Histone modifications, especially the posttranslational modifications of amino-terminal tail domains, are also important epigenetic mechanisms in controlling gene expression (1). Certain histone modifications, such as histone acetylation, are associated with active gene transcription, whereas others such as the methylation of histone H3 lysine 9 (H3K9) is an indicator of condensed and inactive chromatin (1,13,14).
The relationships between DNA methylation and histone modifications have recently become clearer, although much is still to be learned. It is now believed the two mechanisms cooperate in controlling gene expression. For example, methylation of histone H3 lysine 9 can be triggered by DNA methylation (15–17). DNA methyltransferases have also been shown to interact with histone deacetylases (HDAC), histone methyltransferases, and methyl-cytosine-binding proteins in a complex network (18–20).
The association between abnormal epigenetic changes such as DNA hypermethylation and human diseases, including cancer, has become increasingly clear (1). In contrast to genetic changes that cause cancer, epigenetic modifications of gene expression are more general and usually involve more than one gene. Many drugs have been found to have effects in reversing the abnormal epigenetic changes that occur in carcinogenesis, and they can be divided into two classes—DNA methylation inhibitors and HDAC inhibitors (1,21). These agents hold great promises in improving the treatment of cancer.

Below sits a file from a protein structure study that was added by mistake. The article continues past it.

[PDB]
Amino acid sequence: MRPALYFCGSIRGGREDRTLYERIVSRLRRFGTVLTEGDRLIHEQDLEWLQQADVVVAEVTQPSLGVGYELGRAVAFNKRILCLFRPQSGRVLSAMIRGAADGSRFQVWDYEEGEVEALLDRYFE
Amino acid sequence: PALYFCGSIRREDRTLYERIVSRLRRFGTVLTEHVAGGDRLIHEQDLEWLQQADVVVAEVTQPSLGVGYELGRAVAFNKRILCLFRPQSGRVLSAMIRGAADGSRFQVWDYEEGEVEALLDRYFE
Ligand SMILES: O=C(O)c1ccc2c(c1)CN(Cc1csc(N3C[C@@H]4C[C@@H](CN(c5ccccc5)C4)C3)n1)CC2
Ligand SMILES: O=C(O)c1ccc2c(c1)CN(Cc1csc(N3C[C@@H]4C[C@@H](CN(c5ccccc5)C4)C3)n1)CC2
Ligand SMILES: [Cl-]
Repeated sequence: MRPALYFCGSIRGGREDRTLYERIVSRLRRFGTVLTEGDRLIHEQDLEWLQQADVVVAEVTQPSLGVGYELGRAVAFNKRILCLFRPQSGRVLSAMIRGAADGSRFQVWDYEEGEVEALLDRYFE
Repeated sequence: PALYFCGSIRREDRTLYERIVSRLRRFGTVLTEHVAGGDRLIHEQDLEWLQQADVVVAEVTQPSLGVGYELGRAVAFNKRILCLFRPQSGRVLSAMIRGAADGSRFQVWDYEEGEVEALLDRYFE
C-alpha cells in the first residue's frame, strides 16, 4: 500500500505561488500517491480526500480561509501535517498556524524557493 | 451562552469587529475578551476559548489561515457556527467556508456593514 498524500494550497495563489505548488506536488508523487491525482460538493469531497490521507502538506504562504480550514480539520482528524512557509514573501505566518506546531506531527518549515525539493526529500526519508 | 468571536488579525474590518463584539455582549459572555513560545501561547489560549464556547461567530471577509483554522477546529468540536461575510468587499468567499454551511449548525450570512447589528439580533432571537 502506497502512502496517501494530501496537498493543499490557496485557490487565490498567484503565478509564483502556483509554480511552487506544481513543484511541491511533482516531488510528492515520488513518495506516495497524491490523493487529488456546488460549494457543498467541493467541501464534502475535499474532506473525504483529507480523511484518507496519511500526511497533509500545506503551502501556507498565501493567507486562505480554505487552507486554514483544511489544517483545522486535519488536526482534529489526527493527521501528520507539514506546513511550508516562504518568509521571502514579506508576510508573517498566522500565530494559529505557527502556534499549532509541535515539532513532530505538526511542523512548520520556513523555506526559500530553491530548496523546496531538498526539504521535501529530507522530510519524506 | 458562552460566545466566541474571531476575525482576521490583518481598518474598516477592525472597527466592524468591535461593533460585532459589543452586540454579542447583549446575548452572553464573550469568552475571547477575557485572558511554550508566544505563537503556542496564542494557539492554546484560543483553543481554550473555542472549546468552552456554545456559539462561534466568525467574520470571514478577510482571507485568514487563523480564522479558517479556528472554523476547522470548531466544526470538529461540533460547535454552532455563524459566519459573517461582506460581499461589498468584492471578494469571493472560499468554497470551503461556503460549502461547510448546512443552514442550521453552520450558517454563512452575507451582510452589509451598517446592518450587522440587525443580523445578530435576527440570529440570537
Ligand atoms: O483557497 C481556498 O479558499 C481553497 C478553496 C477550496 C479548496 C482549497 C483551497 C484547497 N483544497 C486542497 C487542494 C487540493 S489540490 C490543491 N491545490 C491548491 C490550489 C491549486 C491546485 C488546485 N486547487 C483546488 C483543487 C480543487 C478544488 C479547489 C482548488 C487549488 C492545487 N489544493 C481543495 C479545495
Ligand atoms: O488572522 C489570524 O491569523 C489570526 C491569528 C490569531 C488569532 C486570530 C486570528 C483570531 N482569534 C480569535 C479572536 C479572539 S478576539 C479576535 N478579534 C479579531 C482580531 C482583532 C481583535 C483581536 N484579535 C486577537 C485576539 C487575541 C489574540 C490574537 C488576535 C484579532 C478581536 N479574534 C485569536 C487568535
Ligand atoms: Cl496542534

miRNAs ARE ENDOGENOUS SMALL RNA MOLECULES THAT CAN CONTROL GENE EXPRESSION
miRNAs are ∼22 nucleotides-long RNA molecules encoded in the genome that can have a profound effect in controlling gene expression. They are transcribed by RNA polymerase II (Pol II) into primary miRNAs (22,23), and are then processed in the nucleus by the RNase III Drosha and DGCR8 (microprocessor complex) into the precursor miRNAs. Precursor miRNAs are structured as imperfect stem-loops, and they are exported into the cytoplasm by Exportin-5. The precursor miRNAs are further processed in the cytoplasm by another RNase III Dicer into the final functional mature miRNAs (24–27).
miRNAs bind to their target mRNAs and down-regulate their stabilities and/or translation. When binding to its target mRNA with complete complementarity, the miRNA can lead to degradation of the target. MiRNAs can also bind to their targets with incomplete complementarity, often in the 3′ UTR regions, and this leads to the translational suppression of their target genes by a mechanism that has yet to be completely elucidated (24–26). Each miRNA is predicted to have many targets, and each mRNA may be regulated by more than one miRNA (28–30). Currently, there are more than 460 human miRNAs known (31).
miRNAs have recently been shown to be definitely linked to cancer, and they can act as either oncogenes (Table 1) or tumor-suppressor genes (Table 2) in carcinogenesis. For example, miR-15a and miR-16-1 can target the anti-apoptotic BCL2, and they are often down-regulated in chronic lymphocytic leukemia (32,33). miR-21 is found to be antiapoptotic, and it is up-regulated in glioblastomas and breast cancers (34–37). Lu et al. (38) showed that the expression profiles of miRNAs are able to classify human cancers.
miRNA CONTROL OF EPIGENETIC MECHANISMS